Dr. Ernest Hodnett
Dr. Ernest M Hodnett was born February 6, 1914, earned an BS (1936) and MS (1939) degree in chemistry at the University of Florida. He matriculated to Purdue University where he completed a PhD (1945) in organic chemistry under Professor Earl T. McBee. He joined the faculty in chemistry at OSU in the fall of 1945. He rose through the ranks to become a full Professor in 1957.
His research embraced several areas actively pursued at the time and included the use of radioactive C-14 as a tracer to study reaction mechanisms. In addition, his investigations focused on the use of the “isotope effect” in the critical assessment of such reaction mechanisms. He was a pioneer in the use of the radioisotope C-14 labeling to evaluate the polymerization of styrenes. Polystyrenes are well known today and are of great commercial value as insulators for houses and in polystyrene drinking cups, to name a few uses.
Dr. Hodnett introduced the first graduate course in heterocyclic and medicinal chemistry, which attracted industrial chemists in the area as well as local students. He was very adept at training his graduate students to not only exercise caution, via good safety practices, but also to think carefully about their research. He was a gentle, kind man who was a good listener and a friendly council to all who sought his advice, especially his graduate students. In the Fall of 1959, following the construction of the new Physical Sciences building, he was one of four senior faculty who moved their research laboratories into the new building.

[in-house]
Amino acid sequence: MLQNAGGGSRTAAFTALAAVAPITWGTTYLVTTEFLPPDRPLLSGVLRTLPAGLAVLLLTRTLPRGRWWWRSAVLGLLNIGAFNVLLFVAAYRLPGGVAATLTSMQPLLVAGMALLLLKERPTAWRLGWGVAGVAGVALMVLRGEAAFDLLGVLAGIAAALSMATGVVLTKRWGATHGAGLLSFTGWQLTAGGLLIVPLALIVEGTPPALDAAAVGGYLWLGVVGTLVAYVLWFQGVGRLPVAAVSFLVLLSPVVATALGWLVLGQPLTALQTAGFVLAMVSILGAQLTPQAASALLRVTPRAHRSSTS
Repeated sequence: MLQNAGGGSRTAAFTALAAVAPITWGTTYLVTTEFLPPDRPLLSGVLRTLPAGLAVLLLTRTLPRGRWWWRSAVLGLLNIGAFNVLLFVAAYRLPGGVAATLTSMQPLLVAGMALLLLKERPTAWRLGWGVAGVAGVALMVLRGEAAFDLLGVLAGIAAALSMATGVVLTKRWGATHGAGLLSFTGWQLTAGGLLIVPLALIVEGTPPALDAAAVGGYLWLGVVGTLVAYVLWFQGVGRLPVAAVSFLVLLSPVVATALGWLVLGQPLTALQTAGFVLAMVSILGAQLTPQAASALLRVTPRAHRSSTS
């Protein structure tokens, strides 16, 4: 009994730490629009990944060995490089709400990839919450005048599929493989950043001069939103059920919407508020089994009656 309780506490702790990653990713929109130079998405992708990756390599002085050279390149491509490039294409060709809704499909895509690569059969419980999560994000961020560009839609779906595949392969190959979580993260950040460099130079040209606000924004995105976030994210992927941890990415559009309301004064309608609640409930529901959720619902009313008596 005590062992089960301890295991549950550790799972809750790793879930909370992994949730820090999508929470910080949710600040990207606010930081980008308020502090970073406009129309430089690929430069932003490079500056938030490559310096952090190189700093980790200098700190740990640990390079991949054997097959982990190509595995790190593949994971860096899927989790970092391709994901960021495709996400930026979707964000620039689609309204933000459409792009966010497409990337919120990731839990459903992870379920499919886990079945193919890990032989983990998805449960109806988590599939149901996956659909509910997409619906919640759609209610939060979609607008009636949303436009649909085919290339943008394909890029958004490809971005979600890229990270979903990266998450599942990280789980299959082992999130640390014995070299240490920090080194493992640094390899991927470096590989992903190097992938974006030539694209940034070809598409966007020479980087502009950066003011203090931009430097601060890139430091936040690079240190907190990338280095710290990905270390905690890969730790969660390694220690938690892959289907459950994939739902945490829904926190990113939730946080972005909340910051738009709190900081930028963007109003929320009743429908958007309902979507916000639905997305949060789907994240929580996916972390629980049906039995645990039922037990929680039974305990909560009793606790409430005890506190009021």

He retired from OSU in 1979 after 34 years of service. Within a few years after retirement, he moved to Wisconsin to live with his daughter and family. With the passage of time, his health changed and forced the family to move him to Tennessee to an assisted living facility. He passed from this life on January 30, 2014, just 6 days short of his 100th birthday.
* shared by Dr. K. Darrell Berlin and Dr. John I. Gelder